Cooking Around the World

From energypedia


Around the world humans prepare many different types of food in many different ways. 95% of staple foods, need to be cooked before they can be eaten.[1] There is even the theory from Richard Wrangham which says that the human as species can just survive with cooking.[2] Cooking can be a hobby, cultivated with passion in a modern kitchen. Unfortunately this is generally true just for a privileged minority, with access to modern cooking fuels and appliances. For the majority cooking is an often dangerous chore on open fire in small huts.

Cooking Inside

Over 3 billion people eat food prepared on open fires and traditional cookstoves.[3] Mostly inside, because for very practical reasons people usually do not cook outside[4]: During the dry seasons it’s too hot outside. During the rainy season it is too wet. As soon as it gets windy, dust and dirt blow into the food. Outdoors animals could steal the food. On an open fire even a slight breeze blows the heat away from the cooking pot and cooking takes longer and needs much more fuel. In some areas the fire must be inside the house for indoor heating or lighting purposes.

There are also deep-seated social reasons why people don’t cook outdoors: What people eat reflects their social status and people can be very sensitive about their neighbors’ views of their status. Sometimes people may not want their neighbors to know what they are cooking and eating as it may be seen as being inferior or to seek the privacy of their home. In some cultures fire can be considered sacred and must be at the heart of the home.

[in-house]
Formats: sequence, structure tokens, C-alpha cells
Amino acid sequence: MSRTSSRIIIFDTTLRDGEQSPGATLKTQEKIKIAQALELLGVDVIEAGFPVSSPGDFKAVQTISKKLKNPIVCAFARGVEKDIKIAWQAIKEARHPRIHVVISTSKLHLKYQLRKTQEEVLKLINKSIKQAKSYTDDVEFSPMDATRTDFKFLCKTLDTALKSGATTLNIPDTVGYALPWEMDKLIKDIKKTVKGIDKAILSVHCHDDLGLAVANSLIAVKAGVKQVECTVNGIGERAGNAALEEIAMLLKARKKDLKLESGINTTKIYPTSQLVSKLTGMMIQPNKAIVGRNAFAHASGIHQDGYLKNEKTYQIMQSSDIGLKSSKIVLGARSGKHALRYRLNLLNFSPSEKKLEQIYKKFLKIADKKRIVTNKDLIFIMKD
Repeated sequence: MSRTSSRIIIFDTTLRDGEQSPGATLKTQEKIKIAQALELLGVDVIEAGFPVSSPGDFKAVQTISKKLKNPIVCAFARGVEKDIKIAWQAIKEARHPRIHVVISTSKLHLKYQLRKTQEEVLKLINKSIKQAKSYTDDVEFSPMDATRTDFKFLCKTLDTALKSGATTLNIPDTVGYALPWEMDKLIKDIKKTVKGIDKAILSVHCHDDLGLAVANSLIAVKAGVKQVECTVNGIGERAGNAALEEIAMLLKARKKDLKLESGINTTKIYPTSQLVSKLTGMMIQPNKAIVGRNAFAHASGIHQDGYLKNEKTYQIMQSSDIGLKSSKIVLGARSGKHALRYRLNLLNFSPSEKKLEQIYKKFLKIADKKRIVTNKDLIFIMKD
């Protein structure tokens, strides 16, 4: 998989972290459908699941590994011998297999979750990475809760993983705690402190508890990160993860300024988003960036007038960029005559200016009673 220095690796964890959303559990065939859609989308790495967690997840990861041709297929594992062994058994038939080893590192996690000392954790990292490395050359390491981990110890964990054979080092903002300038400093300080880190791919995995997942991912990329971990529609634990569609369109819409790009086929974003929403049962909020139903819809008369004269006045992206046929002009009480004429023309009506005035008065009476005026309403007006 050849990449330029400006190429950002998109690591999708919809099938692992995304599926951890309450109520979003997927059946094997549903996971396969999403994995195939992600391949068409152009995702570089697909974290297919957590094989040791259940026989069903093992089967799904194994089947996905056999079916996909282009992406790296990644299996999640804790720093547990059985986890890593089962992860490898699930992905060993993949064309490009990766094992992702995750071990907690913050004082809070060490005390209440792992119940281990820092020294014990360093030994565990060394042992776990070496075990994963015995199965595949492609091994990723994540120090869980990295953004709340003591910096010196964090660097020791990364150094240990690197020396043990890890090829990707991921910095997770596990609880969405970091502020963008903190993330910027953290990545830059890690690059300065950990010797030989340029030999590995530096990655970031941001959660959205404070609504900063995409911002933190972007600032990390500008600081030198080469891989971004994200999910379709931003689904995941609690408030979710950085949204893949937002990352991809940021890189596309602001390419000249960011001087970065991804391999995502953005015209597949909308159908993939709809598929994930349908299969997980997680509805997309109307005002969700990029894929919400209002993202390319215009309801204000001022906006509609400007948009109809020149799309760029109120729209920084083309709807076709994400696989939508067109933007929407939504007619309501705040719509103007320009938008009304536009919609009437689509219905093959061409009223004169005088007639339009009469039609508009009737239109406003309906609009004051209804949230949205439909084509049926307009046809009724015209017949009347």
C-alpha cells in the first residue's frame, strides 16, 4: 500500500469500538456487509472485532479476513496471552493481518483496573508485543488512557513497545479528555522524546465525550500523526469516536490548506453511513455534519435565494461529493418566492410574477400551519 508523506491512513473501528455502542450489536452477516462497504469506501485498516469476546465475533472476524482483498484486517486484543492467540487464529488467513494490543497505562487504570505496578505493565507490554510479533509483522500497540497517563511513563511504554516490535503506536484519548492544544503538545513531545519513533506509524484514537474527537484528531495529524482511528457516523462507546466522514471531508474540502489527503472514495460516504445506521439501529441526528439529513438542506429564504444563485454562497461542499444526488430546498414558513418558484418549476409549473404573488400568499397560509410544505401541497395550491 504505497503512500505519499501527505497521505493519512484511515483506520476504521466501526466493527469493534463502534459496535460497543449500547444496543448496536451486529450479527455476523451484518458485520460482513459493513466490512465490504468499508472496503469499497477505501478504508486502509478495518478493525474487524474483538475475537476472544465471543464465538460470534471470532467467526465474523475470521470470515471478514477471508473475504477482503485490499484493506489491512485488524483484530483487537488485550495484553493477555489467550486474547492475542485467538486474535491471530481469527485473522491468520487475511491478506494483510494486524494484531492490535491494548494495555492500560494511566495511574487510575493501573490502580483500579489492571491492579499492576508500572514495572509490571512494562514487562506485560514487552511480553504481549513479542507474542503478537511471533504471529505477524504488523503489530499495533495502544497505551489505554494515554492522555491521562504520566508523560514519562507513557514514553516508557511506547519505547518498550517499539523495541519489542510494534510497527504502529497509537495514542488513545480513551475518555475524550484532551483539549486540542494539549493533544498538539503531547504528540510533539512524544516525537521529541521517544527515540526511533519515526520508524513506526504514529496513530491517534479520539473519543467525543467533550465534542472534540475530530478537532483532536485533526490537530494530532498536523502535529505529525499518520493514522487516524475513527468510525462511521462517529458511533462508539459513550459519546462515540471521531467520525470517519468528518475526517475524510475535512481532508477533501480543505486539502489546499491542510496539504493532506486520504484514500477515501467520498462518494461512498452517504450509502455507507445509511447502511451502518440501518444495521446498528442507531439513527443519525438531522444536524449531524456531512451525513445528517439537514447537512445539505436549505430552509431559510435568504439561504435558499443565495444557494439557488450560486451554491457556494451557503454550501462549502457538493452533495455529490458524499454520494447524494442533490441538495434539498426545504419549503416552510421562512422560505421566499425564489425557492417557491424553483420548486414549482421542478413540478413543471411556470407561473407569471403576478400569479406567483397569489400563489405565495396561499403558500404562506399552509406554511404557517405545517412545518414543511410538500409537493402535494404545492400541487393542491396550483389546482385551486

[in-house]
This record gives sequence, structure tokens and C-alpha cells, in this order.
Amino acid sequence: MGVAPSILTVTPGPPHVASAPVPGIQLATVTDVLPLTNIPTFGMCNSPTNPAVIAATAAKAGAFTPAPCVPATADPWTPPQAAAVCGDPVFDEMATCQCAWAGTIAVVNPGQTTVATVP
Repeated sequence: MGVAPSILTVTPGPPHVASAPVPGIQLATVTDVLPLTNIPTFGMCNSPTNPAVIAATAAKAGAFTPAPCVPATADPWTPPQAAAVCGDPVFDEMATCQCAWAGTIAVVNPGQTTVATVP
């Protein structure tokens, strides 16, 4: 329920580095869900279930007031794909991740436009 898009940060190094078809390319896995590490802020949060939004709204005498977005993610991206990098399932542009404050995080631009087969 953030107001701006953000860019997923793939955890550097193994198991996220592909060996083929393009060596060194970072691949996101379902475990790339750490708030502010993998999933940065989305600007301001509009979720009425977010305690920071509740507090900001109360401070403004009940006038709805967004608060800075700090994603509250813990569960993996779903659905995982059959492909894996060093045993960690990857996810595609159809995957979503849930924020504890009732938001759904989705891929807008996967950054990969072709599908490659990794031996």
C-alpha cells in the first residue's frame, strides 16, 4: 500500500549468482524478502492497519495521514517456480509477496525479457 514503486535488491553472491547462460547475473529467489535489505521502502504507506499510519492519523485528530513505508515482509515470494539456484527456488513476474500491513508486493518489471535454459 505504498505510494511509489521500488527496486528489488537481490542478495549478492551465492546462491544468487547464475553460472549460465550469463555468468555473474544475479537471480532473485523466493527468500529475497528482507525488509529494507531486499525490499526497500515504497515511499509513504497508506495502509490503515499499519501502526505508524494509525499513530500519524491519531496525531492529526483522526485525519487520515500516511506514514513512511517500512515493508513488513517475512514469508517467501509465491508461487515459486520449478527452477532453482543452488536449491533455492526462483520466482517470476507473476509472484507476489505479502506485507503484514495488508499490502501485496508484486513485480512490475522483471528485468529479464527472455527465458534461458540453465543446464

Cooking on open fire in Indonesia
Mirt Stove Cooking in Ethiopia

Energy Needs

Cooking requires energy, that means that more than half of the population needs dung, wood, crop waste or coal for their most basic energy needs. A high percentage of women and girls collect firewood every day, precluding them from work and education and exposing them to security risks. Nearly half the world’s wood supply is used as fuel.[5] In many cases the demand for biomass fuels exceeds sustainable supply by far. This leads to massive deforestation, land degradation and desertification. Open fires and traditional stoves tend to be highly inefficient and lose a large percentage of the fuel energy as so-called products of incomplete combustion which is in the end responsible for indoor air pollution (IAP).[6]

Further Information


  1. Warwick, Hugh and Doig, Alison: smoke – the killer in the kitchen. Indoor Air Pollution in Developing Countries. London: ITDG Publishing, First published in 2004.
  2. Wrangham, Richard: Catching Fire: How Cooking Made Us Human, 1. Published 2009, ISBN-10: 0465013627
  3. WHO:
  4. Practical Action:
  5. Solar box cookers:
  6. WHO, GLOBAL HEALTH RISKS, Mortality and burden of disease attributable to selected major risks.